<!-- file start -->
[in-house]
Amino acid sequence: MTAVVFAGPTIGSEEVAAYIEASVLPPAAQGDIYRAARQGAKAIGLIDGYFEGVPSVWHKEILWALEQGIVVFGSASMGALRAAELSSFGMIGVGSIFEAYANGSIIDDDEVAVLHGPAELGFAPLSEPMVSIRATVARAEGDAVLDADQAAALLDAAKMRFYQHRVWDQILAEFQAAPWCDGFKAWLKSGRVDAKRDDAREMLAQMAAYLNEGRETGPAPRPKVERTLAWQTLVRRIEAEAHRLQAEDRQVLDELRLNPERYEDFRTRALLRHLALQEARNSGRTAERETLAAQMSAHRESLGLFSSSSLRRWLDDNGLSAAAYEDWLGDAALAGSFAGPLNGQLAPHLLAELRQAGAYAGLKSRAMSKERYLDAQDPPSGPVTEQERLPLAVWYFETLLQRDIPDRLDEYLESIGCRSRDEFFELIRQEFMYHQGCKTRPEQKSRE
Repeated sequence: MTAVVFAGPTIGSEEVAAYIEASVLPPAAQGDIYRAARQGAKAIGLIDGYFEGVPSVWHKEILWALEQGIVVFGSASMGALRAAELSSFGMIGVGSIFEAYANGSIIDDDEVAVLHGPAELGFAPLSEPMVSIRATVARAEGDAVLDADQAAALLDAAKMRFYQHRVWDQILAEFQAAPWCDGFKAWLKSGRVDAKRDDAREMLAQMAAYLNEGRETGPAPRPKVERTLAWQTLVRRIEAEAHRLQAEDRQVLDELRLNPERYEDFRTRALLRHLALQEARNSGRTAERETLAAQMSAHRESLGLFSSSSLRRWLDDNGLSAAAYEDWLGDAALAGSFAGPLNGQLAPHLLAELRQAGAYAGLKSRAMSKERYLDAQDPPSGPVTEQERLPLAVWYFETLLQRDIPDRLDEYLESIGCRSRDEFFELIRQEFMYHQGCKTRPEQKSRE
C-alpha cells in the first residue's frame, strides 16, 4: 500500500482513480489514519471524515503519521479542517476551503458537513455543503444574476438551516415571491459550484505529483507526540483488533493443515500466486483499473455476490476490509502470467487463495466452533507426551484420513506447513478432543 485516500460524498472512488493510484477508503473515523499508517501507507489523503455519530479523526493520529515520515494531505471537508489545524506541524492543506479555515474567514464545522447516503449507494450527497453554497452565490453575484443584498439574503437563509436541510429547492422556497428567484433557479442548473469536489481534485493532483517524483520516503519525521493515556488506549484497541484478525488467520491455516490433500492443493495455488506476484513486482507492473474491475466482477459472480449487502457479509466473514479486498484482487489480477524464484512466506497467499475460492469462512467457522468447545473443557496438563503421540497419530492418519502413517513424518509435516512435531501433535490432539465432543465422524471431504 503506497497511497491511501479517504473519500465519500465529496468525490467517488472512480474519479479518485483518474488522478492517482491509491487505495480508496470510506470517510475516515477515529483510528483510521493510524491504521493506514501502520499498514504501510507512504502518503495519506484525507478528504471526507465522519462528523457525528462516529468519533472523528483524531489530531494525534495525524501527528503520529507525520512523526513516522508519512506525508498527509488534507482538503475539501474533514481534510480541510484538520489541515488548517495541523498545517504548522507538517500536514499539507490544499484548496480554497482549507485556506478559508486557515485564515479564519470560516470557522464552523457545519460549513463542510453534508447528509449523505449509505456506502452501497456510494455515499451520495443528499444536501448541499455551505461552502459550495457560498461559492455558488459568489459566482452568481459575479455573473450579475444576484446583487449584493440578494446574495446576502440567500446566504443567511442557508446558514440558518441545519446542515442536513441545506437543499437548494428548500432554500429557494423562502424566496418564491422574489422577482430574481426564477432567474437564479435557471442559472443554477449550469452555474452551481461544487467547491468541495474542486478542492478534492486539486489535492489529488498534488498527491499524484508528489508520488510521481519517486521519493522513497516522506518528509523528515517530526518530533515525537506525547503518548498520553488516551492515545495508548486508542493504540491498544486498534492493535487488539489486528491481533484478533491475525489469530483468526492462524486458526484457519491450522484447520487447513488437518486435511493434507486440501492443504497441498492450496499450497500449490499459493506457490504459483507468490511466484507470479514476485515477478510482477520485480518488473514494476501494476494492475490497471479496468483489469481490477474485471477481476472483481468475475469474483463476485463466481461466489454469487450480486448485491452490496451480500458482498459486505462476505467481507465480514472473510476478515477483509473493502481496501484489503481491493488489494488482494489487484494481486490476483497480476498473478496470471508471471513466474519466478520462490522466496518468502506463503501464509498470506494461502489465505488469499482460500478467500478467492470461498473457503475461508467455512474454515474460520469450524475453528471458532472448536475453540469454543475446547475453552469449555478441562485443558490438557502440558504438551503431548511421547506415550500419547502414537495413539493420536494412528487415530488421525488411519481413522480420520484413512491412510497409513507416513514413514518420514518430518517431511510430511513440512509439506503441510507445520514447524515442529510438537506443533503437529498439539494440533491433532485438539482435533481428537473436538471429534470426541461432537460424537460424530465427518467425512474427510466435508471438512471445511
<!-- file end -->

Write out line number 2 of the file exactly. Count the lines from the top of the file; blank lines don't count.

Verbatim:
Amino acid sequence: MTAVVFAGPTIGSEEVAAYIEASVLPPAAQGDIYRAARQGAKAIGLIDGYFEGVPSVWHKEILWALEQGIVVFGSASMGALRAAELSSFGMIGVGSIFEAYANGSIIDDDEVAVLHGPAELGFAPLSEPMVSIRATVARAEGDAVLDADQAAALLDAAKMRFYQHRVWDQILAEFQAAPWCDGFKAWLKSGRVDAKRDDAREMLAQMAAYLNEGRETGPAPRPKVERTLAWQTLVRRIEAEAHRLQAEDRQVLDELRLNPERYEDFRTRALLRHLALQEARNSGRTAERETLAAQMSAHRESLGLFSSSSLRRWLDDNGLSAAAYEDWLGDAALAGSFAGPLNGQLAPHLLAELRQAGAYAGLKSRAMSKERYLDAQDPPSGPVTEQERLPLAVWYFETLLQRDIPDRLDEYLESIGCRSRDEFFELIRQEFMYHQGCKTRPEQKSRE